october 2014

Melissa Etheridge plays her favorite electric guitar, a custom 1982 Les Paul, live in February of 2014. There's no sitting allowed on her stage. "I want to make a sign of a stool with an 'X' through it," says Etheridge of her performance style.
Photo by Ken Settle.

From a badminton racket to her signature Ovation and various 12-string obsessions in between, one of rock’s reigning queens shares a few of her favorite guitar things.

In the days of the Ed Sullivan Show, it was actually the cartoon garage band The Archies that caused 6-year-old Melissa Etheridge to fall in love with the guitar. She didn’t have her own instrument then, so she pretended to play on a badminton racket. “I really wanted to be Reggie,” she remembers.

When her father brought home a Stella beginner guitar, Etheridge was 8 years old and very determined. “He brought it home for my sister,” Etheridge says. “I was like, ‘But I want to play!’ My sister was 12 and the teacher said I was too young. Finally the teacher said, ‘Let her come but she’ll quit after a week because it’ll be too hard. Her fingers will bleed.’ Of course, yes, my fingers bled ... and I did not quit [laughs].” (Her sister, however, did quit.)

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Guitar store staff have better things to do than clean your instrument, so a well-loved but unsoiled 6-string like this is going to command a higher trade-in value than one that comes in covered in years of residue.

Believe it or not, you can boost the value of your instrument by making everyone's life a little easier … and cleaner!

There's an overwhelming amount of activity in the guitar market these days, and the sheer amount of demand has left some manufacturers struggling to keep up. But rather than wait around for stores to re-stock, more and more customers are shopping for used and vintage guitars. You might wonder, where do all those used guitars come from?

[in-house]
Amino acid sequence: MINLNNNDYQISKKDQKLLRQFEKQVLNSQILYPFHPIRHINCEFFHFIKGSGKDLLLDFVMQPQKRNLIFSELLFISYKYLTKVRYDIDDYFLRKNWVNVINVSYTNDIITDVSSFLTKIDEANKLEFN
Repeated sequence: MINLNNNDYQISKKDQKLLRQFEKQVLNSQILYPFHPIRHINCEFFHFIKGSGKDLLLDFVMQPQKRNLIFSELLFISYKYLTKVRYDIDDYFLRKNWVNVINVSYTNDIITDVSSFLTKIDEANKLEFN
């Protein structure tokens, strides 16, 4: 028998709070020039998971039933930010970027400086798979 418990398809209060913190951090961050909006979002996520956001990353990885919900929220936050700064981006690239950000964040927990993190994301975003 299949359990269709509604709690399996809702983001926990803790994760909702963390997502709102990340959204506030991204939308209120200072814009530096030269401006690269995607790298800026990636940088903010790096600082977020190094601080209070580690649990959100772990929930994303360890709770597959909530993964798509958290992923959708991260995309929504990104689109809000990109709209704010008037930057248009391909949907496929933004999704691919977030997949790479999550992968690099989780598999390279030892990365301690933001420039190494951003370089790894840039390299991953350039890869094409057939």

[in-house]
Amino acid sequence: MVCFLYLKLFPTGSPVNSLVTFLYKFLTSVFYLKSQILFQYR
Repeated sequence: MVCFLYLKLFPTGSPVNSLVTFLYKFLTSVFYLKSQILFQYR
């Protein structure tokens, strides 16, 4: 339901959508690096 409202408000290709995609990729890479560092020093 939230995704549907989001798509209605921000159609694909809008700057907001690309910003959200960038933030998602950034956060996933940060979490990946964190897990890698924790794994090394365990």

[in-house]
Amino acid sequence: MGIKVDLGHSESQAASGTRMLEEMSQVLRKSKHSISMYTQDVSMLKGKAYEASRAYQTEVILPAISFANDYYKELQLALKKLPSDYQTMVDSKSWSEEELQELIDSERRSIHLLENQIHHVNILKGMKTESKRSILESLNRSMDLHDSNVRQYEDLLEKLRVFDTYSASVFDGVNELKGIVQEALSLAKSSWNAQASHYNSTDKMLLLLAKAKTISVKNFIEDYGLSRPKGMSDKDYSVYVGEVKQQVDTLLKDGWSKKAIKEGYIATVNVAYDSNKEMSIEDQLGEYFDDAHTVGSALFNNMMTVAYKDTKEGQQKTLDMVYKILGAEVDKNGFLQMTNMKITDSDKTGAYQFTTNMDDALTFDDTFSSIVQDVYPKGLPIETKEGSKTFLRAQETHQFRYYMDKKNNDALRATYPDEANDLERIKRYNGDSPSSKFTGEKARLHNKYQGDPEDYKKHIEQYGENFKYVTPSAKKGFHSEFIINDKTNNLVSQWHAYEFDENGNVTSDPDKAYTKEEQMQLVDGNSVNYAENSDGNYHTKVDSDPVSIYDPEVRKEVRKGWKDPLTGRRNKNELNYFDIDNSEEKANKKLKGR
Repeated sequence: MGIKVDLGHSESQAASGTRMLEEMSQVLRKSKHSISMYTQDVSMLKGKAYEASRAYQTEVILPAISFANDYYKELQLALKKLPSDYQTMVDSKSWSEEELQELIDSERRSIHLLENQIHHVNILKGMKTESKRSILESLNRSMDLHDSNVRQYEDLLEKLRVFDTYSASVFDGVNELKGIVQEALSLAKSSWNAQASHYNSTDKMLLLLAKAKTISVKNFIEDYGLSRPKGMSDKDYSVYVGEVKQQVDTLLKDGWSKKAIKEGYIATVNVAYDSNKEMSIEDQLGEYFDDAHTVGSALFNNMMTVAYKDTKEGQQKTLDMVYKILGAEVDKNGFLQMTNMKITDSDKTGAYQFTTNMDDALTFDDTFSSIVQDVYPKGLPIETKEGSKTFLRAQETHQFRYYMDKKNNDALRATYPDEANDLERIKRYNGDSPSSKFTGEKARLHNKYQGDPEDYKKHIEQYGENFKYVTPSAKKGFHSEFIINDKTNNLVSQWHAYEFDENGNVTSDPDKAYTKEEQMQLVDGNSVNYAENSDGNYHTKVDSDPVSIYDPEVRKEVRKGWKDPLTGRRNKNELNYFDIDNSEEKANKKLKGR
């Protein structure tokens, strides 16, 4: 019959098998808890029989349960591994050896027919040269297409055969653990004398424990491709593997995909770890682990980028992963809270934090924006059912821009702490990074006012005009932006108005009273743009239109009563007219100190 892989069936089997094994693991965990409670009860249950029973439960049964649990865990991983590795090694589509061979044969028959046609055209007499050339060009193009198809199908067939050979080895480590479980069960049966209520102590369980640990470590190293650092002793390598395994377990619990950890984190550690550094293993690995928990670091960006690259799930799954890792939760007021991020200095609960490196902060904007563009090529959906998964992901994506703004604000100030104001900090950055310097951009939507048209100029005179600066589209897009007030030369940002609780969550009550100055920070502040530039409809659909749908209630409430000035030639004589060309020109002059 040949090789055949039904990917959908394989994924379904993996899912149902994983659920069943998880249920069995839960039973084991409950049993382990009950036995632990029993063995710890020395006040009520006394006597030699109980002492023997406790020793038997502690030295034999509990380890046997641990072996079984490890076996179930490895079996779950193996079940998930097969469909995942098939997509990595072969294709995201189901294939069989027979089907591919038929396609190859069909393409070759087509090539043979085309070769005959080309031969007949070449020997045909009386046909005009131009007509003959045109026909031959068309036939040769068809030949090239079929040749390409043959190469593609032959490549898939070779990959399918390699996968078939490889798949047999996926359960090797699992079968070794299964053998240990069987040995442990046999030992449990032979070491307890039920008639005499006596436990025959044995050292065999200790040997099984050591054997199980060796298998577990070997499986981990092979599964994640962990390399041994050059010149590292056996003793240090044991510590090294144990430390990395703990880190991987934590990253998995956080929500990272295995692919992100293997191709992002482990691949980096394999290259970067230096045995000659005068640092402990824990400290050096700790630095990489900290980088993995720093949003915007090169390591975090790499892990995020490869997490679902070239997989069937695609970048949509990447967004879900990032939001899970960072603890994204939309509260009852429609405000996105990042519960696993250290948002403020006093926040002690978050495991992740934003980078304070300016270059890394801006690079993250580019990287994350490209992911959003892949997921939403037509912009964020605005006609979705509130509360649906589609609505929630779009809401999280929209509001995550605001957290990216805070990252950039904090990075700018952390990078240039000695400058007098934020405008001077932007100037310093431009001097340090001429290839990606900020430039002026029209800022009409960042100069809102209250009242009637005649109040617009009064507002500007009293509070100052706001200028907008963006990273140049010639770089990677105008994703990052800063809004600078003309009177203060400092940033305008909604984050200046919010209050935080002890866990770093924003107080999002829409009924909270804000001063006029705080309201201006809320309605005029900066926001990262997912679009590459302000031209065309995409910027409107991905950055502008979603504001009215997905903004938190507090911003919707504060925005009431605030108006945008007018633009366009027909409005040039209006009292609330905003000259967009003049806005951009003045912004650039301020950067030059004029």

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How jangle, glam, punk, shoegaze, and more blended to create a worldwide phenomenon. Just don’t forget your tambourine.



  • Learn genre-defining elements of Britpop guitar.
  • Use the various elements to create your own Britpop songs.
  • Discover how “borrowing” from the best can enrich your own playing.
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When considering the many bands that fall under the term “Britpop”–Oasis, Blur, Suede, Elastica, Radiohead’s early work, and more–it’s clear that the genre is more an attitude than a specific musical style. Still, there are a few guitar techniques and approaches that abound in the genre, many of which have been “borrowed” (the British music press’ friendly way of saying “appropriated”) from earlier British bands of the 1960s, ’70s, and ’80s.

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